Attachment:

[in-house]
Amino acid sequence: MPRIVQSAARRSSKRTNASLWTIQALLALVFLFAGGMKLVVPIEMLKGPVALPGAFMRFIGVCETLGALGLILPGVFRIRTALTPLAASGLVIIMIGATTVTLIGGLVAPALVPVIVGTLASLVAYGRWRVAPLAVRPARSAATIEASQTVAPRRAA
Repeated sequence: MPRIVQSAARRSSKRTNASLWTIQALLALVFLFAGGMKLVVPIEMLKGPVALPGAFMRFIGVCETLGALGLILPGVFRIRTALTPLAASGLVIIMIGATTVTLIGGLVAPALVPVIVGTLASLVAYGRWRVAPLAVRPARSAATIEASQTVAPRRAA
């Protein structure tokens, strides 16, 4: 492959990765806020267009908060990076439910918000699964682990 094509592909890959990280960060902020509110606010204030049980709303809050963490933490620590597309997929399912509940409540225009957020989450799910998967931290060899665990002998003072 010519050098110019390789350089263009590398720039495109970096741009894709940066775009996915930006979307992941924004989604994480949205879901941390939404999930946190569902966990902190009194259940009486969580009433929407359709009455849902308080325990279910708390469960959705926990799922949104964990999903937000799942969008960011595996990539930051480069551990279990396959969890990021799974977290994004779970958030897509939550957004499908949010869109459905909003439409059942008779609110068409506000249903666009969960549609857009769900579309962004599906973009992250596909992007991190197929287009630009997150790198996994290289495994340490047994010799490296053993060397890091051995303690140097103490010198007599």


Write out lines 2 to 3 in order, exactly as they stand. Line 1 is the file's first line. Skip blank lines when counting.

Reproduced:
Amino acid sequence: MPRIVQSAARRSSKRTNASLWTIQALLALVFLFAGGMKLVVPIEMLKGPVALPGAFMRFIGVCETLGALGLILPGVFRIRTALTPLAASGLVIIMIGATTVTLIGGLVAPALVPVIVGTLASLVAYGRWRVAPLAVRPARSAATIEASQTVAPRRAA
Repeated sequence: MPRIVQSAARRSSKRTNASLWTIQALLALVFLFAGGMKLVVPIEMLKGPVALPGAFMRFIGVCETLGALGLILPGVFRIRTALTPLAASGLVIIMIGATTVTLIGGLVAPALVPVIVGTLASLVAYGRWRVAPLAVRPARSAATIEASQTVAPRRAA